Find Information About:

Drugs & Supplements

Get information and reviews on prescription drugs, over-the-counter medications, vitamins, and supplements. Search by name or medical condition.

Pill Identifier
WebMD

Pill Identifier

Having trouble identifying your pills?

Enter the shape, color, or imprint of your prescription or OTC drug. Our pill identification tool will display pictures that you can compare to your pill.

Get Started
My Medicine
WebMD

My Medicine

Save your medicine, check interactions, sign up for FDA alerts, create family profiles and more.

Get Started

WebMD Health Experts and Community

Talk to health experts and other people like you in WebMD's Communities. It's a safe forum where you can create or participate in support groups and discussions about health topics that interest you.

  • Second Opinion
    WebMD

    Second Opinion

    Read expert perspectives on popular health topics.

  • Community
    WebMD

    Community

    Connect with people like you, and get expert guidance on living a healthy life.

Got a health question? Get answers provided by leading organizations, doctors, and experts.

Get Answers

Sign up to receive WebMD's award-winning content delivered to your inbox.

Sign Up

Depression Health Center

Font Size
A
A
A

Brain Structure Linked to Major Depression

Adolescents With Major Depression Have Smaller Hippocampus in Brain
By
WebMD Health News

Jan. 29, 2004 -- Teenagers suffering from major depression may have an abnormal brain structure, a new study shows.

Researchers have found that the hippocampus -- a part of the brain associated with motivation, emotion, and memory formation -- is smaller in adolescents with major depression.

"To our knowledge, this is the first [such] published report," writes lead researcher Frank P. MacMaster, a psychiatric researcher with the National Research Council in Halifax, Canada.

Major depressive disorder is just as common in adolescence as it is in adulthood, he explains. By studying younger patients, he hoped to see brain structure differences that could cause the disorder.

Because patients were young and had not yet been treated for depression, the effects of long-term illness or treatment would not affect the images, he explains.

In their study, MacMaster and colleagues from Dalhousie University studied 34 adolescents between ages 13 and 18, half of whom were suffering from major depressive disorder. Using highly sensitive MRI, they obtained brain scans of each teen and measured the volume of their left and right hippocampus.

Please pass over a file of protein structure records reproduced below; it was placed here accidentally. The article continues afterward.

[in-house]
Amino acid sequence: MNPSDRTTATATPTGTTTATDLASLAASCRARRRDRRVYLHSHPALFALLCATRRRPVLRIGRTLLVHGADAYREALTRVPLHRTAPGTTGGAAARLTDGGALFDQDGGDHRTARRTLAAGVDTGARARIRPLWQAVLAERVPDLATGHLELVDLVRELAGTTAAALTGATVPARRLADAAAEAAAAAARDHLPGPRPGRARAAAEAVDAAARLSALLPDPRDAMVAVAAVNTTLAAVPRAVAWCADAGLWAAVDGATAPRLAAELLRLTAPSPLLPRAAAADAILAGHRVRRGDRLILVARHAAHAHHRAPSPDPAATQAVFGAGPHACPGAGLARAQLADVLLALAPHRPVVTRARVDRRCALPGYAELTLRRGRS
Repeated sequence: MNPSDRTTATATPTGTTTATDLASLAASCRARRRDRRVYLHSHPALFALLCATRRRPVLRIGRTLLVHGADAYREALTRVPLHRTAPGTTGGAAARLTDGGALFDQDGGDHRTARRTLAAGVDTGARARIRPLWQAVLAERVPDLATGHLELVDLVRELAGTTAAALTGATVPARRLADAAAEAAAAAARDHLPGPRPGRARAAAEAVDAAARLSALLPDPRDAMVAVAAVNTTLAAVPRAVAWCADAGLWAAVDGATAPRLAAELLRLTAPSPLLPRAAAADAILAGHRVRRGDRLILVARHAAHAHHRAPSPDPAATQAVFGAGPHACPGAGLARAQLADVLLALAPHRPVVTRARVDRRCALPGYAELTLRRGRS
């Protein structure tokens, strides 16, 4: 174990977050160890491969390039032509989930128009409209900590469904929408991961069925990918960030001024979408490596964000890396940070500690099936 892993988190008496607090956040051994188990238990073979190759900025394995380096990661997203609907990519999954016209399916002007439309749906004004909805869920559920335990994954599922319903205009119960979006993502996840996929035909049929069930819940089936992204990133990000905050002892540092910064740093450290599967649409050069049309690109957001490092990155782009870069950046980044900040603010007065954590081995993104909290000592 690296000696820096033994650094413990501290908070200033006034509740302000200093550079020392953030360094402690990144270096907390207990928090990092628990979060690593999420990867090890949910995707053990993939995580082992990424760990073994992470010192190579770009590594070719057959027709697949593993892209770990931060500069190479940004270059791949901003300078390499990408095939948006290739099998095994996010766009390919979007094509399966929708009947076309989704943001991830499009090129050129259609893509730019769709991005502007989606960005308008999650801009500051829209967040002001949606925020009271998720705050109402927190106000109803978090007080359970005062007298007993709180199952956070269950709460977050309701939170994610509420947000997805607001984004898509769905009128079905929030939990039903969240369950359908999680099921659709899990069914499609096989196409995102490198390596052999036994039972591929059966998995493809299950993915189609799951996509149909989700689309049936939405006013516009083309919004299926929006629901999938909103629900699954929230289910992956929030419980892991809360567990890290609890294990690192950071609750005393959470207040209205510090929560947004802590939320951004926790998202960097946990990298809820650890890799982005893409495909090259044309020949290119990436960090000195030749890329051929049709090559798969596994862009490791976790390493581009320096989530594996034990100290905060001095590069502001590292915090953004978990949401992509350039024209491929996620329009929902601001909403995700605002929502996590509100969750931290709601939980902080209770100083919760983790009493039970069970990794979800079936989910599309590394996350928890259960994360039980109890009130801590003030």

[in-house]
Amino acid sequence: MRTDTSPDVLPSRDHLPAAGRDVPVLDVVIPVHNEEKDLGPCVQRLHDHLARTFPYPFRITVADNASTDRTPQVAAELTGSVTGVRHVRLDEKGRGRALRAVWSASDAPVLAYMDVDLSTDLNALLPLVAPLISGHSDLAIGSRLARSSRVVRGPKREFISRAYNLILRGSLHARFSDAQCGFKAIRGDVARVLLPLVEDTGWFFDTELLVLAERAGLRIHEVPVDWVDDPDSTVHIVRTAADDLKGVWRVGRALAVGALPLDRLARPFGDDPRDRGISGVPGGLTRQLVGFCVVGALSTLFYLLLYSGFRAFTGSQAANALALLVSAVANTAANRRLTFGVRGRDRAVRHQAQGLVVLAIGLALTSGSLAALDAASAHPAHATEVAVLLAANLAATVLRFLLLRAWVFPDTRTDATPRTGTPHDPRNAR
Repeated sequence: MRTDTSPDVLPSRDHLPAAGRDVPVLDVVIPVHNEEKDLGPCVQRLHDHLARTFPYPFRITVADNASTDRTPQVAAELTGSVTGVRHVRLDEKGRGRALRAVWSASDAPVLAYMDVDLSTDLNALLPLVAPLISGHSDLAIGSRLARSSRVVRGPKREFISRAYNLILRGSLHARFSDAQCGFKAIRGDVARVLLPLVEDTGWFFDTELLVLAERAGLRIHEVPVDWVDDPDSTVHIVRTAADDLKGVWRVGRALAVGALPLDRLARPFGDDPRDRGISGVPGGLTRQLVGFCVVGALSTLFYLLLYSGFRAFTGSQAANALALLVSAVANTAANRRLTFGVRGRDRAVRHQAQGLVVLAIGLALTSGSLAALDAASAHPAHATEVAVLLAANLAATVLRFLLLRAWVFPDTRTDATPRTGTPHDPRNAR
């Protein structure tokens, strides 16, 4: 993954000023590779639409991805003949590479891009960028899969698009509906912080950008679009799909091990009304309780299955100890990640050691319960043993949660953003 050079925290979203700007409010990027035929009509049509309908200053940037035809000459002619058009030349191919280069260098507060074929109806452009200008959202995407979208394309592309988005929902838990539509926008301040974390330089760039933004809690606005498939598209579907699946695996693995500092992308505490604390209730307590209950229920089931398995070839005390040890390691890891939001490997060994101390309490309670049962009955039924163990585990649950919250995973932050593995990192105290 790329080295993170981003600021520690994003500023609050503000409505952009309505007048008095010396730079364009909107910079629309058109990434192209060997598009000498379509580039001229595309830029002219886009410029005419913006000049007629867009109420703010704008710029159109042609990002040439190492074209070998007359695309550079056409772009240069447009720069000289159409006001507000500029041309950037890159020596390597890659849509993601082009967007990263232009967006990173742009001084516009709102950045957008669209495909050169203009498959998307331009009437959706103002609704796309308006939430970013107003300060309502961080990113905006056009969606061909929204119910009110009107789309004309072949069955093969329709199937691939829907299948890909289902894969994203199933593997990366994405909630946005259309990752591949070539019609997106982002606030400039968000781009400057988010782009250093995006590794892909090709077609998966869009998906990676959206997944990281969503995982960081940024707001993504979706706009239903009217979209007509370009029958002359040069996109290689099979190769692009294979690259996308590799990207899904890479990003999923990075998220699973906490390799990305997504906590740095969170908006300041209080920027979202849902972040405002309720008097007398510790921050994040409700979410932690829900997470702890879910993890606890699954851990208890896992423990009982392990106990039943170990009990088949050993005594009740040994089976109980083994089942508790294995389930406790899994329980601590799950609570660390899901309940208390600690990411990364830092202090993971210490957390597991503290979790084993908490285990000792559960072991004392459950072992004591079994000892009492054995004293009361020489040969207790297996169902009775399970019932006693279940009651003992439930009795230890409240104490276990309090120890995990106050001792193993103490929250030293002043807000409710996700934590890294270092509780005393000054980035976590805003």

Teens with major depression had 17% smaller hippocampus volume than the control group, reports MacMaster.

Males had more prominent hippocampus differences than did females, a finding that matches an earlier study, he notes.

Also, patients whose major depression had lasted longer had larger hippocampuses than the more recently diagnosed patients. This may indicate either a change related to duration of illness or the brain's attempt to normalize, he writes.

In other studies, cell death in the hippocampus has been linked with the number of days depressed, MacMaster adds.

Though preliminary, the results point toward brain changes that occur early in depression and deserve further examination -- to better understand the development of major depression, he writes.

His study appears in the recent issue of the journal BioMed Central Medicine.

SOURCE: MacMaster, F. BioMed Central Medicine, January 2004.

Today on WebMD

contemplation
Differences between feeling depressed and feeling blue.
jk rowling
Famous people who've struggled with persistent sadness.
 
depressed man sitting on hallway floor
Learn the truth about this serious illness.
Sad woman looking out of the window
Tips to stay the treatment course.
 
unhappy teen boy
Health Check
jk rowling
Slideshow
 
Pills with smiley faces
Article
Teen girl huddled outside house
Article
 
Depressed man sitting in hospital hallway
Article
antidepressants slideshow
Article
 
pill bottle
Article
Winding path
Article